American Journal of Comparative Law
Pierre Legrand's return to the pages of the American Journal of Comparative Law after nearly twenty years is cause for reflection on the reasons for this prolific comparatist's absence from one of the discipline's leading scholarly fora. One reason is the widespread disdain aimed at Legrand as a result of his persistent, sharply critical, and often pointedly personal crusade against the discipline's accepted approaches and their most prominent practitioners. This is partly the nature of the article he publishes in this collection, which features a no-holds-bared, uncomplimentary assessment of the work of James Gordley. In this Article I argue that Legrand's exile is a poor response to his sharp-tongued but profoundly important vision for our discipline. The better path, one I try to map here, would be to challenge Legrand by exposing the ways in which his hostility for comparative law's "established scholars" clashes with the Derridian critical theory that animates all of his work.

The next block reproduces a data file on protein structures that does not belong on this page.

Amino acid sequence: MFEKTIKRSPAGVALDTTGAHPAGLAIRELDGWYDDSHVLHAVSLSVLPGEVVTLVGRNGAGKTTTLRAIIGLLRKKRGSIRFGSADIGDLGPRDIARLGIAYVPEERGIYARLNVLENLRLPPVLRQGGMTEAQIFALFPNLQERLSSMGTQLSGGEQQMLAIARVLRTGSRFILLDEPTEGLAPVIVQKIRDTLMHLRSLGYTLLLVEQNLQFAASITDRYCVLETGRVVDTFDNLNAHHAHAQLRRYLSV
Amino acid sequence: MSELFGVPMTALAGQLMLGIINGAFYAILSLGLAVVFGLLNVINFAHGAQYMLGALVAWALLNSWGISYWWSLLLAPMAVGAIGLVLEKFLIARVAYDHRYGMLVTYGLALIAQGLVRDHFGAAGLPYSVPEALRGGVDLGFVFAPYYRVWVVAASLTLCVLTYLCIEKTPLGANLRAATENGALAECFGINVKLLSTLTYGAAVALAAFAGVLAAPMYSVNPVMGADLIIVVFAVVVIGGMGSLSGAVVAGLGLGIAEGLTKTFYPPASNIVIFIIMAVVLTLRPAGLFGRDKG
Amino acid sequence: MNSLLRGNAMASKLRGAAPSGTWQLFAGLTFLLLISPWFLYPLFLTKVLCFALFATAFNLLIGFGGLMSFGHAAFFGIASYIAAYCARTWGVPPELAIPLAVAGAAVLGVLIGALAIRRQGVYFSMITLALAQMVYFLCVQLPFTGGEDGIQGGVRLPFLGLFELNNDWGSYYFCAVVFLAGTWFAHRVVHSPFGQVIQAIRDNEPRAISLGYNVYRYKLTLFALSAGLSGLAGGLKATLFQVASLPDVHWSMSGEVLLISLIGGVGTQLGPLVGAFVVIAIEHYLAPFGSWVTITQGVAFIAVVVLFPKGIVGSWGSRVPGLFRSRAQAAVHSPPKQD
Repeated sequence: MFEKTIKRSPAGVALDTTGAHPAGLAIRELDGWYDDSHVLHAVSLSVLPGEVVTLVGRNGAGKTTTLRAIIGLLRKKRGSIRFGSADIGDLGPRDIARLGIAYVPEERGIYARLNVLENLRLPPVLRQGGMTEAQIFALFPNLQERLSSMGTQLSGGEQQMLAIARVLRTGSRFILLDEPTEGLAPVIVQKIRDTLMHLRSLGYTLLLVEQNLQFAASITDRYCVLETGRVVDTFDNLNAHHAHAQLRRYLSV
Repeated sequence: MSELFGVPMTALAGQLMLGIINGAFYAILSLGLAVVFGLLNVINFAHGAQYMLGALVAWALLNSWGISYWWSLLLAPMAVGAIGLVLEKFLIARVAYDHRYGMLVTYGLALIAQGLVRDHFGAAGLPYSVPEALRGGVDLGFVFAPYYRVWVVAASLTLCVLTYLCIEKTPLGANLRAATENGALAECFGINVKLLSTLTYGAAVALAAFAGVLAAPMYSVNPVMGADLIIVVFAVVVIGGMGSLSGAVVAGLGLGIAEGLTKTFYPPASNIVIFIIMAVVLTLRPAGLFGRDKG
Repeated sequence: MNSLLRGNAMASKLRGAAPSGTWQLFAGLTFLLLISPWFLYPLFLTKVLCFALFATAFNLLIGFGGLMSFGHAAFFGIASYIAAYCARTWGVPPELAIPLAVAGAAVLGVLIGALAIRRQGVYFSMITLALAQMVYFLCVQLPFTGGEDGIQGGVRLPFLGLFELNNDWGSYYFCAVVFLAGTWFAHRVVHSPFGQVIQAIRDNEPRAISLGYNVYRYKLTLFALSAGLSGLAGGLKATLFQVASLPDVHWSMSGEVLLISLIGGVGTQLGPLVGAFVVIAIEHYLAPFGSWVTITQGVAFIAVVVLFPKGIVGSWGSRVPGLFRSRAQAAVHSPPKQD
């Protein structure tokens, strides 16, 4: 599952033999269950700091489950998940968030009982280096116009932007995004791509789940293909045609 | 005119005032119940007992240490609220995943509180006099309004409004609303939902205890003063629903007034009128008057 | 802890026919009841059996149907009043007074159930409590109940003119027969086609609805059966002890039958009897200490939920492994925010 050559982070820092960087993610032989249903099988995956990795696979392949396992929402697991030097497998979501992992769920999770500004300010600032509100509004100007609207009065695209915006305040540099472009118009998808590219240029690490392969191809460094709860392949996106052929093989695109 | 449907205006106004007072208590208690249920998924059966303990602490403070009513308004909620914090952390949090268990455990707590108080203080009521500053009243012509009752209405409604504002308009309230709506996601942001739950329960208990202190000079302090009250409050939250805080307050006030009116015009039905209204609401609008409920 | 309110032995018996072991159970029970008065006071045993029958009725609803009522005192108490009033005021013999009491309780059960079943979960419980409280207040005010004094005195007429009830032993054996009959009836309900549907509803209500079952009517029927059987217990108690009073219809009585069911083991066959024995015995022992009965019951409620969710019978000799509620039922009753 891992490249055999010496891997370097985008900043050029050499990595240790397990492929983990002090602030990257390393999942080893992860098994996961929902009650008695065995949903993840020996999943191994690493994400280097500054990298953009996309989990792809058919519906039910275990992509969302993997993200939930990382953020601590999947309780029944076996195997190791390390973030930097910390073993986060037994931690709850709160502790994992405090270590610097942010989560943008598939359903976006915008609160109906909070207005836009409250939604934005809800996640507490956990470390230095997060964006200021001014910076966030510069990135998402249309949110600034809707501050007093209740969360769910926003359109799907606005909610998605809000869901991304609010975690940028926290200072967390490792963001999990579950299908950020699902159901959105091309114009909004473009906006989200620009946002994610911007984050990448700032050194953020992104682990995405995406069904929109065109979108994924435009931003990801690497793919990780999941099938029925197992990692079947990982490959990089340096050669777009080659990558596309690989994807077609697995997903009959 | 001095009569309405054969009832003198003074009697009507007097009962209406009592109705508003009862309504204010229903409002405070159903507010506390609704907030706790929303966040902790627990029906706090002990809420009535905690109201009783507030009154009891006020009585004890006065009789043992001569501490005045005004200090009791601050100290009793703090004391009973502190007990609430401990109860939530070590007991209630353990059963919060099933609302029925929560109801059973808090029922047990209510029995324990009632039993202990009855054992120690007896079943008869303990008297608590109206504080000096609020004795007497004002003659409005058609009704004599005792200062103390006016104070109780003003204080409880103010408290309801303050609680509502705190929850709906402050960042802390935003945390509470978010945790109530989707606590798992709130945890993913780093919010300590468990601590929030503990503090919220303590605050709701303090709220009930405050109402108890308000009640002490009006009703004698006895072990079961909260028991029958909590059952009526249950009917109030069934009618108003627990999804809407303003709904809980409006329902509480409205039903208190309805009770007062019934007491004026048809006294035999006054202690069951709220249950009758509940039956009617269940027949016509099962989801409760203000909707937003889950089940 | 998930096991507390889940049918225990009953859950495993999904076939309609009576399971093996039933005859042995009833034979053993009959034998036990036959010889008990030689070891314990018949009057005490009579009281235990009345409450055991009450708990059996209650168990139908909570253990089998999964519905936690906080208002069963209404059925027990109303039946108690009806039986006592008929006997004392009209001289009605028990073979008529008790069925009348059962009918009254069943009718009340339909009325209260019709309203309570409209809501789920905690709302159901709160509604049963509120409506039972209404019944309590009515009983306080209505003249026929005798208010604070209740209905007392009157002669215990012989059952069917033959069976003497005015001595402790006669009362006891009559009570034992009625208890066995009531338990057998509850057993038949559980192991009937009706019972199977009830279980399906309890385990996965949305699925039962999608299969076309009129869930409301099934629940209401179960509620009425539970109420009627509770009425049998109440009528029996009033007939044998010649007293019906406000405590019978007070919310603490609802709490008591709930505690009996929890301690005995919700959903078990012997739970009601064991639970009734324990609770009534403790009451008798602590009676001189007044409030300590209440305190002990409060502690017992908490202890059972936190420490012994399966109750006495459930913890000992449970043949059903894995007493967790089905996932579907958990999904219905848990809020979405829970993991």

Russell A. Miller, On Hostility and Hospitality: Othering Pierre Legrand, 65 Am. J. Comp. L. 191 (2017).